At any rate, given either interpretation, the skeptics on this issue are surely correct: the God of Abraham and Poseidon do not differ one iota in this respect. Neither exists as a matter of simple, empirical fact (otherwise why would we spend so much time with ‘arguments’ for their existence?) and there is no incontrovertible empirical evidence for the reality of either one. (We’re still waiting to hear back from Pablo on this point.) The ‘facts’ that Pablo cites — that for two thousand years theists have been searching for evidence that the God of Abraham exists and that “the scholastic thinkers used reason and logic” – do not support his claim that one has more “empirical status” than the other. There aren’t any reasons (that would pass the test of scientific, rational objectivity) or incontrovertible evidence for the existence of either claimant to the title “God.” The history of philosophy and religion shows that experts often spend hundreds of years promoting and defending a theme which eventually proves to be wrong; history also shows that even those who resort to “logic and reason” often get things wrong. In short, logic and reason, which are undoubtedly crucial in most projects, do not insure that one will always hit upon the truth.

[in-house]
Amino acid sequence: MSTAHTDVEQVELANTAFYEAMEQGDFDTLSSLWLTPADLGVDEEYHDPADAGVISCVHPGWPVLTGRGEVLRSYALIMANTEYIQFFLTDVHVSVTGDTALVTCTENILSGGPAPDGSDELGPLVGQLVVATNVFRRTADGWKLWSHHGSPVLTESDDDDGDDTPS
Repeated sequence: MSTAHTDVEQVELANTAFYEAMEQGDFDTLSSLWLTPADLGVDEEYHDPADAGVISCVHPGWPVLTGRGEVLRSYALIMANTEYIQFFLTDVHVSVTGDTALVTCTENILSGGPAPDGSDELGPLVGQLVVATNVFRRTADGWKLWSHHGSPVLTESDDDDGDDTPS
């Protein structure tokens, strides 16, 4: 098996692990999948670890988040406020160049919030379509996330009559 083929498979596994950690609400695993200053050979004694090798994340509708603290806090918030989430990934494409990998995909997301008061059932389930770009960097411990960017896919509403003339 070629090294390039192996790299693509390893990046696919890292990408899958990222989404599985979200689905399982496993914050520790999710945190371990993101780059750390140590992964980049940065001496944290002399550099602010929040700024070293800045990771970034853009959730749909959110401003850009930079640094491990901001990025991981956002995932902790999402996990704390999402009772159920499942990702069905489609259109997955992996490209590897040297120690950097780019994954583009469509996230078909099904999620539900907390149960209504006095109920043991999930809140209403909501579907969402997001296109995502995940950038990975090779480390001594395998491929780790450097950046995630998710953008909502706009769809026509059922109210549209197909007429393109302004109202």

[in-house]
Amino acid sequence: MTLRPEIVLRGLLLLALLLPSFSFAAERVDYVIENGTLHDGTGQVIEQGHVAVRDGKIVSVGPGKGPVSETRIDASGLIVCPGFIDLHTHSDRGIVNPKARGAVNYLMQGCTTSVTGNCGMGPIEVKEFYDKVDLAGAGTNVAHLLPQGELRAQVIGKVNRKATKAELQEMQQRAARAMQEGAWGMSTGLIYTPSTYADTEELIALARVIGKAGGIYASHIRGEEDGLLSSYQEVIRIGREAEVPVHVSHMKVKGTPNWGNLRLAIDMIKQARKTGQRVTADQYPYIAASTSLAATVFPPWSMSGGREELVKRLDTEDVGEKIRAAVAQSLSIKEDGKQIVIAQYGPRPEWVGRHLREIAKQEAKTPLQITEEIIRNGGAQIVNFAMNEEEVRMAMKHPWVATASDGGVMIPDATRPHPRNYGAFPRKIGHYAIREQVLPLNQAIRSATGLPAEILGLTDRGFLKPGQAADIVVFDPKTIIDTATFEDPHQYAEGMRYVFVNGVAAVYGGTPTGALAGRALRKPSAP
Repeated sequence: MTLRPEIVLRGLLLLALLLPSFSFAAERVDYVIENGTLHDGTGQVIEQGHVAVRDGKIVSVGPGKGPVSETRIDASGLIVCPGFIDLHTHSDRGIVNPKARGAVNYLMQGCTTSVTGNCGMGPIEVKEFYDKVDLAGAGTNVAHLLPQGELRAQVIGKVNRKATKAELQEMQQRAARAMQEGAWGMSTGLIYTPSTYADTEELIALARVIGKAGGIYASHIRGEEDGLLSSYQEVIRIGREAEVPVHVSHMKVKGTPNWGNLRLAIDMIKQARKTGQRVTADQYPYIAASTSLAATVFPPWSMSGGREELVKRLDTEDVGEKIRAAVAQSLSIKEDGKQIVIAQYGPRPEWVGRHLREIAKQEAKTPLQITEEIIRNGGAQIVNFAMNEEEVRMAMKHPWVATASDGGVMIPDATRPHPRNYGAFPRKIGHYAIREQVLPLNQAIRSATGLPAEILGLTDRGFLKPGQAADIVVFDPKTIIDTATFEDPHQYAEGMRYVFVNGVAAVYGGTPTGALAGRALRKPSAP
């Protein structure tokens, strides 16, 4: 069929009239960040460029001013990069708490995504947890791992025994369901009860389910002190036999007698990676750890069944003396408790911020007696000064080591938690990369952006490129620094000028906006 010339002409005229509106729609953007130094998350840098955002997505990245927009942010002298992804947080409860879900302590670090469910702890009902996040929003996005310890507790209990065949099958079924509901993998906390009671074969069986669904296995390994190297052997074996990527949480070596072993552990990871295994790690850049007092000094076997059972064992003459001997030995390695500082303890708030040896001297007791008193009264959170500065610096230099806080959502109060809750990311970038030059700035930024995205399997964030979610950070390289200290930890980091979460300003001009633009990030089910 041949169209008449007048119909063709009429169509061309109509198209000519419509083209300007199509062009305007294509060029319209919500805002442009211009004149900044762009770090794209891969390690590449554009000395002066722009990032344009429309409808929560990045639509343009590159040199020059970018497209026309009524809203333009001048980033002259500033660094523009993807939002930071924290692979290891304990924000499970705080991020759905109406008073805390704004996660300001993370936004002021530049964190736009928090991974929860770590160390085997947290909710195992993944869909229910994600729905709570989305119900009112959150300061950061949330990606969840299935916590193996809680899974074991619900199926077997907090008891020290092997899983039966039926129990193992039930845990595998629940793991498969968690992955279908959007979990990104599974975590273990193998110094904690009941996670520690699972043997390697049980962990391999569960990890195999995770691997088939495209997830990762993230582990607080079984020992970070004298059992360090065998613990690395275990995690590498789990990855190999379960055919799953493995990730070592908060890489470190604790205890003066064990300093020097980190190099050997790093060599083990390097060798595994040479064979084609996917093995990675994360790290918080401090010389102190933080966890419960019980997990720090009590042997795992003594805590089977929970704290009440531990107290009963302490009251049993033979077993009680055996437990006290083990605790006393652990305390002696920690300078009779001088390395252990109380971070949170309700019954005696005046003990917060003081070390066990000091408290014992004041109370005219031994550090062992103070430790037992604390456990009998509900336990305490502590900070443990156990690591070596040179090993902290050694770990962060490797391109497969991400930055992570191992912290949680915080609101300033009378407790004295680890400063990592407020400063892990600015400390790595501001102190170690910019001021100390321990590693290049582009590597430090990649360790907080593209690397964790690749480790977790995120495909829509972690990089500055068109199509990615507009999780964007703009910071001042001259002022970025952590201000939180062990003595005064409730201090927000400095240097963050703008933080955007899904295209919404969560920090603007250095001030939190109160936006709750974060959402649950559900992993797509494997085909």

Ultimately, all that Pablo does is remind us that there have been a great deal of theology and philosophical apologetics on behalf of the Judeo-Christian deity, and not much, if any, for the ‘god’ from Greek mythology. “Yes, this is likely true,” we could reply to Pablo, “but so what?” Nothing whatsoever about the “existential status” of the Judeo-Christian deity follows from this. Furthermore, Pablo’s complaint about Harris’s reference to theologians as “ignorant mortals” does not seem to be relevant to the claim about the relative status of the gods at issue. It surely is not relevant to anyone’s (including my) general skeptical views about the value (intellectual or otherwise) of theological efforts to prove existence of the deity. Many who hold such skeptical views regarding theology in general (e.g. John Dewey, Walter Kaufmann, Daniel Dennett) do not see any reason for insulting or denigrating religious faith, religious culture, and religious philosophy en toto. Pablo is simply mixing separate issues here.